New Jersey Transit

From Wikipedia, the free encyclopedia
Jump to navigation Jump to search
NJ Transit

NJT services samples rail bus and light rail.jpg
Info
LocaleNew Jersey (statewide), New York, Rockland and Orange counties in New York State, and Philadelphia County in Pennsylvania.
Transit typeCommuter rail, light rail, bus
Number of lines11 (commuter rail)
3 (light rail)
871 (bus)
Number of stations162 (rail)
60 (light rail)
27 (bus terminals)
18,000+ (bus stops)
Daily ridership940,877 (weekday)
392,613 (Saturday)
216,375 (Sunday)[1]
(2007 figures, all modes)
Chief executiveDennis J. Martin
Headquarters1 Penn Plaza East, Newark, NJ 07105
Operation
Began operationJuly 17, 1979
Operator(s)Commuter rail: See rail article
Bus: See bus article
Light Rail: See light rail article
Number of vehicles2,477 (bus)
1,078 (commuter rail)
93 (light rail)[1]
(2007 figures)
Technical
System length536 miles (863 km) (rail); 107 miles (172 km) (light rail)

New Jersey Transit Corporation, known as NJ Transit (NJT), is a state-owned public transportation system that serves New Jersey. It operates bus, rail, and commuter rail services throughout the state. It connects New York and Philadelphia.

NJT is the largest statewide system for public transporation and the third largest provider of bus and rail.[2][3]

History[change | change source]

hauls a commuter train into South Amboy in 1981.

NJT was founded on July 17, 1979 by the New Jersey Department of Transportation (NJDOT). It was to address many transportation issues.[4]

In 1983, NJT assumed operation of all commuter rail service in New Jersey from Conrail. It now operates every passenger and commuter rail line in the state except for Amtrak; the Port Authority Trans-Hudson (PATH), which is owned by the Port Authority of New York and New Jersey; the PATCO Speedline; two SEPTA Regional Rail lines, the West Trenton Line and the Trenton Line; and a handful of tourist trains in the southern and northwestern parts of New Jersey. Since inception, rail ridership has quadrupled.

During Hurricane Sandy in October 2012, the rail operations center of NJ Transit was flooded by 8 feet (2.4 m) of water.[5]

Governance[change | change source]

The Governor of New Jersey appoints a seven-member Board of Directors.[6]

Current operations[change | change source]

Headquarters at Penn Plaza East in Newark

NJT's operations are divided into three classes: bus, rail, and light rail.

Bus[change | change source]

NJT operates 871 bus routes using 2,477 buses [1]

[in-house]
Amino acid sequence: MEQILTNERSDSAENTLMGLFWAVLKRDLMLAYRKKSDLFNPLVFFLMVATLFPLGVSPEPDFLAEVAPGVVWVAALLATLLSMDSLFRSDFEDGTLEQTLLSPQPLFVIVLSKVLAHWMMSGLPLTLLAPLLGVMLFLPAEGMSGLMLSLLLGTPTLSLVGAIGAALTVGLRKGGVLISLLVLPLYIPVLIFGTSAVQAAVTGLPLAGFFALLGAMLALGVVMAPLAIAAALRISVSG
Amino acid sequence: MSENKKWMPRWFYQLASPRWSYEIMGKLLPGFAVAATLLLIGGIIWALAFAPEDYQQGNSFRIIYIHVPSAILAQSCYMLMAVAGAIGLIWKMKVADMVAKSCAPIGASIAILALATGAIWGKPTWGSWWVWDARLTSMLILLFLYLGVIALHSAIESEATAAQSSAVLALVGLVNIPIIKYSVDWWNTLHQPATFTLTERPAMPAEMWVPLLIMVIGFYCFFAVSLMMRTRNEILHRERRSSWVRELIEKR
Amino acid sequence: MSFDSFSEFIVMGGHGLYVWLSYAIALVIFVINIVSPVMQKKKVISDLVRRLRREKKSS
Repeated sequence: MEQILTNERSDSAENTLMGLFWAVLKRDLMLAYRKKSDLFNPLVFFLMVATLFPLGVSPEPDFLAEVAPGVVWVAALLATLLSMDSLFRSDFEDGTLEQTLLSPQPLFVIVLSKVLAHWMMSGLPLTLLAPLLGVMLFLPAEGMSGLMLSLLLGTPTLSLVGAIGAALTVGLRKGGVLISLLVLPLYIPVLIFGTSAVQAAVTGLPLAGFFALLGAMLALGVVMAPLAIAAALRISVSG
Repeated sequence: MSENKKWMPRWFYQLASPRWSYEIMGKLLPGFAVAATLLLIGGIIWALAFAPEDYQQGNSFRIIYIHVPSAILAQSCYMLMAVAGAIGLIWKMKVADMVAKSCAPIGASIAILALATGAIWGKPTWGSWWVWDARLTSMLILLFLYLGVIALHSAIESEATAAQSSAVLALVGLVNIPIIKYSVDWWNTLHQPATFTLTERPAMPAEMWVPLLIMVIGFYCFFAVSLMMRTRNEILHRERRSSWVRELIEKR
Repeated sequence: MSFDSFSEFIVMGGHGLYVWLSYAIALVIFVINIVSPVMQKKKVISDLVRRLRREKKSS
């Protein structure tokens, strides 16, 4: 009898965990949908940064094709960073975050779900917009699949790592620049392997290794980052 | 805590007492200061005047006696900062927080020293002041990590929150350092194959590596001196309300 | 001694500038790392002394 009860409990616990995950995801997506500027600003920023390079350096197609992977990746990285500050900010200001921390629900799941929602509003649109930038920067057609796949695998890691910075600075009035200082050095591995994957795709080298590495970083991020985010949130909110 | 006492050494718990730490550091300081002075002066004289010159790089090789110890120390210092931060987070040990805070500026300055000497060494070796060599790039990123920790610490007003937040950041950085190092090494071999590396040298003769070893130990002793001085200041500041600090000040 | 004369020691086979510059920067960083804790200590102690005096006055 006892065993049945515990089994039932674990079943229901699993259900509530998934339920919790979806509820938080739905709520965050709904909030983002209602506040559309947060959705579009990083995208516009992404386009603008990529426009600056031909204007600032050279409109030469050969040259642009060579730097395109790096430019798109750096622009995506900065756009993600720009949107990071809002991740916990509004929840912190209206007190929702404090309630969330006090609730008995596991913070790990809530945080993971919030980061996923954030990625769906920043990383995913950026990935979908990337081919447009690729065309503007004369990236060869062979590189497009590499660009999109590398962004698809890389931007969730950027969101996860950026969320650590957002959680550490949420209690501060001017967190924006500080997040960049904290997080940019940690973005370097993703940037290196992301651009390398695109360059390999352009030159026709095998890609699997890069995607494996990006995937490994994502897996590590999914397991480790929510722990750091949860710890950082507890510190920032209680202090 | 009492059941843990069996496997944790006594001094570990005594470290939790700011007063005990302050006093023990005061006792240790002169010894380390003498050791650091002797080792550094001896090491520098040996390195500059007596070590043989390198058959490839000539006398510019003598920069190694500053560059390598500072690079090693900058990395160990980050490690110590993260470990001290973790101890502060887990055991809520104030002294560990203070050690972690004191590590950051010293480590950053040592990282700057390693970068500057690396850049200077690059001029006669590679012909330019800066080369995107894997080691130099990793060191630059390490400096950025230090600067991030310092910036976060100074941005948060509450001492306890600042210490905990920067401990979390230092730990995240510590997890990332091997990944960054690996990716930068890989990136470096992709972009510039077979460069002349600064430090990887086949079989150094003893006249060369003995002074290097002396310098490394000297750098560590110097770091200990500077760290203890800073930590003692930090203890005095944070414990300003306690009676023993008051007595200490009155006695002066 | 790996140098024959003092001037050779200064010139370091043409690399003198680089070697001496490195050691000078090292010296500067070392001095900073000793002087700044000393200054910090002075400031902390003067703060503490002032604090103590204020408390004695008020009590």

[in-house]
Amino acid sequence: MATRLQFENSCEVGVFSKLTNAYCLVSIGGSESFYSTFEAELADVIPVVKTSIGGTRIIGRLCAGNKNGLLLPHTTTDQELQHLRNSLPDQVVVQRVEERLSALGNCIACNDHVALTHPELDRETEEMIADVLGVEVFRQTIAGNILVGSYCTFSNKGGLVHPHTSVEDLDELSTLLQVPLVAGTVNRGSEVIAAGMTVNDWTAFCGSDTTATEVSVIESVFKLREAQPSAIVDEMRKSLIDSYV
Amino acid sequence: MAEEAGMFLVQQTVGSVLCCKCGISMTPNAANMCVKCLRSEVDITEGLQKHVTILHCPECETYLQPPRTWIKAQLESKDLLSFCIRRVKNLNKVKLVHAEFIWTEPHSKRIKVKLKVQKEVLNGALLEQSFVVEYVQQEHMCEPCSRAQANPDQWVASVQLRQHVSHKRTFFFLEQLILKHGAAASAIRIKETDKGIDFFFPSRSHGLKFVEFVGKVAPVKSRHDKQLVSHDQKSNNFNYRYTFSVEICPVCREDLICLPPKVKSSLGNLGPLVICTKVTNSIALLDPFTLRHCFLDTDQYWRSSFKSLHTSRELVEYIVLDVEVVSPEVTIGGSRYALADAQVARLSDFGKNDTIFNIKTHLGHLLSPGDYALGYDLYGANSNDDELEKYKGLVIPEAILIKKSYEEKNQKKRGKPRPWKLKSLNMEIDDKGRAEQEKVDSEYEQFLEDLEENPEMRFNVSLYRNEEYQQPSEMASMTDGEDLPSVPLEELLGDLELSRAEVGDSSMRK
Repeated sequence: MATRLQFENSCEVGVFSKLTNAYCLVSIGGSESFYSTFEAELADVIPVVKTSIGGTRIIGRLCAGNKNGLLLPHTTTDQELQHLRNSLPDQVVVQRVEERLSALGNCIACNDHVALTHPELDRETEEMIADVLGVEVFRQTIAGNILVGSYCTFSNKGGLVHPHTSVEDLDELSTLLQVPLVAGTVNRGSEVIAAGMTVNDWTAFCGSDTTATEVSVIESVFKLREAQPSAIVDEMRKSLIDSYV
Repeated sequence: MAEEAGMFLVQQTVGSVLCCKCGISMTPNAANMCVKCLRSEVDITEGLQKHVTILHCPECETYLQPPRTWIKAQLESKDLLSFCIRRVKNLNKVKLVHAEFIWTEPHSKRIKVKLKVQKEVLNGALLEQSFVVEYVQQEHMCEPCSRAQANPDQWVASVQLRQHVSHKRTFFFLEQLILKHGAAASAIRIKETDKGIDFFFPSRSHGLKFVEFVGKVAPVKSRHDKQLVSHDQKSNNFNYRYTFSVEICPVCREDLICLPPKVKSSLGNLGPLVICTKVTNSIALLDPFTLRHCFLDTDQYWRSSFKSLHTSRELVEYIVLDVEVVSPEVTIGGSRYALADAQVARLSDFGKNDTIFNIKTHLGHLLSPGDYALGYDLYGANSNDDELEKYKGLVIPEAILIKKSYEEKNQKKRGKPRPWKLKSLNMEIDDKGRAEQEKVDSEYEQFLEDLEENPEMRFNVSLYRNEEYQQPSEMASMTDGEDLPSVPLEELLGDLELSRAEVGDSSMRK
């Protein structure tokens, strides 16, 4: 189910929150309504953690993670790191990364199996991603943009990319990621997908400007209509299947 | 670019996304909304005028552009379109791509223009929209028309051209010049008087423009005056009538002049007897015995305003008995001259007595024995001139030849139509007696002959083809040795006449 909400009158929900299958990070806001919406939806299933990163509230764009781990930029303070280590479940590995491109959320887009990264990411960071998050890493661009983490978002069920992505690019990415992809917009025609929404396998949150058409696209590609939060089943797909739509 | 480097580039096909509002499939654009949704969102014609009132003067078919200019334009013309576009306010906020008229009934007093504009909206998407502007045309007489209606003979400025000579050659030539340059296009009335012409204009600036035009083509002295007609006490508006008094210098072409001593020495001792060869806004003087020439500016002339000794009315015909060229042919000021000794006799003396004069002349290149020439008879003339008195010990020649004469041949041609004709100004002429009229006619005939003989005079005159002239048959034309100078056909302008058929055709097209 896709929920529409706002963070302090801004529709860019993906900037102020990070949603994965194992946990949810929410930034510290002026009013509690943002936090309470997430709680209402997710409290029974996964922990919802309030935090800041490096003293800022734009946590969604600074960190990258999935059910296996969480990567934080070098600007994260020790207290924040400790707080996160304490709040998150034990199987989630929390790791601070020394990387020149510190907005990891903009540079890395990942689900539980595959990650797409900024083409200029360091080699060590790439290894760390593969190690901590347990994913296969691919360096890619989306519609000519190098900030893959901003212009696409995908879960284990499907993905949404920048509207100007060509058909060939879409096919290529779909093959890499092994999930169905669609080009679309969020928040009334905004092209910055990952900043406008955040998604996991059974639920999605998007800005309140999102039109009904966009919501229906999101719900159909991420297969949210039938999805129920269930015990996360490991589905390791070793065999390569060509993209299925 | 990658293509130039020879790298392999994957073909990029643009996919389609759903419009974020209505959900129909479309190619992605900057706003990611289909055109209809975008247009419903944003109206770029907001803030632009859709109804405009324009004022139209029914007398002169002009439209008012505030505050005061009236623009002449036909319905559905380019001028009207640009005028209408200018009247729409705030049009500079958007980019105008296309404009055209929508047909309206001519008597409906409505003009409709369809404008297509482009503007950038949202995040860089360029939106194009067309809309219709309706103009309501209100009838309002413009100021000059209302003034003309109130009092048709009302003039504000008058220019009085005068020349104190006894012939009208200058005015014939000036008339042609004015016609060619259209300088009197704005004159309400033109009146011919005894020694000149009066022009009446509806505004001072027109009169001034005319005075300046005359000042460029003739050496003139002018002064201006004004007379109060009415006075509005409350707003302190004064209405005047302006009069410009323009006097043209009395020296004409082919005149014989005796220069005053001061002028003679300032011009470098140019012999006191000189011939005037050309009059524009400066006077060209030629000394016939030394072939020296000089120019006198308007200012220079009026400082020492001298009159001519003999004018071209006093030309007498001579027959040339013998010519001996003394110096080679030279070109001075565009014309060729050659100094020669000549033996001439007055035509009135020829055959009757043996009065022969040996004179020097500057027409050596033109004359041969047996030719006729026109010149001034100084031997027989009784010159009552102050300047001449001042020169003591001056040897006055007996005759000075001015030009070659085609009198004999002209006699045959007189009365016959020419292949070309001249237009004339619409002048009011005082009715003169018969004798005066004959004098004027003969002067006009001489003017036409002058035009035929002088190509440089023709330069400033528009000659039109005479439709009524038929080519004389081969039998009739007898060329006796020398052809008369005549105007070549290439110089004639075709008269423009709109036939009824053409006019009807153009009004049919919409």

Light Rail[change | change source]

NJT operates three light rail lines:

Rail[change | change source]

NJT has 11 commuter rail lines:

Whitehouse Station on the Raritan Valley Line

Security[change | change source]

The New Jersey Transit Police Department (NJTPD) is the transit police force for NJT. It is a general-powers police agency with statewide jurisdiction with the primary focus on policing the numerous bus depots, rail, and light-rail stations throughout New Jersey. It employs 240 sworn police officers.

Projects[change | change source]

Ongoing projects[change | change source]

Repair, recovery and resiliency projects[change | change source]

Superstorm Sandy, on October 29, 2012, caused a 13-foot tidal surge that damaged many coastal communities..[7][8][9] The storm's aftermath left damaged tracks, moved bridge girders, and flooded rail stations.[10] [11][12] NJT has proposed the construction of a new generator in the Kearny Meadows that would be flood-proof.[13] and support an electrical "micro-grid" that would be exclusively for train service.[14]

Bus rapid transit[change | change source]

Bus rapid transit in New Jersey is plentiful.

Northern Branch[change | change source]

NJT is planning to extend the Hudson-Bergen Light Rail to Englewood or Tenafly .[15]

Glassboro–Camden Line[change | change source]

The Glassboro–Camden Line is a 18-mile (28.97 km) diesel multiple unit (DMU) light rail system planned for southwestern part of New Jersey in the United States. At its northern end in Camden it will connect with the River LINE with which its infrastructure and vehicles will be compatible. At the northern terminus, the Walter Rand Transportation Center, paid transfers will be possible to the PATCO Speedline.[16][17]

Proposed projects[change | change source]

West Trenton[change | change source]

Passaic-Bergen Rail Line[change | change source]

The Passaic-Bergen Passenger Rail Project would reintroduce passenger service on the New York, Susquehanna and Western Railway right-of-way between Hawthorne and Hackensack using new Diesel Multiple Unit rail cars.[19][20]

Monmouth-Ocean-Middlesex (MOM)[change | change source]

The Monmouth-Ocean-Middlesex[21][22] line is a proposed south and central New Jersey commuter rail route to New Brunswick, Newark and New York's Penn Station. This would restore service previously provided by the Central Railroad of New Jersey. It would run on a 40.1-mile rail train line. It would providec service from Monmouth Junction (South Brunswick) to Lakehurst .[23]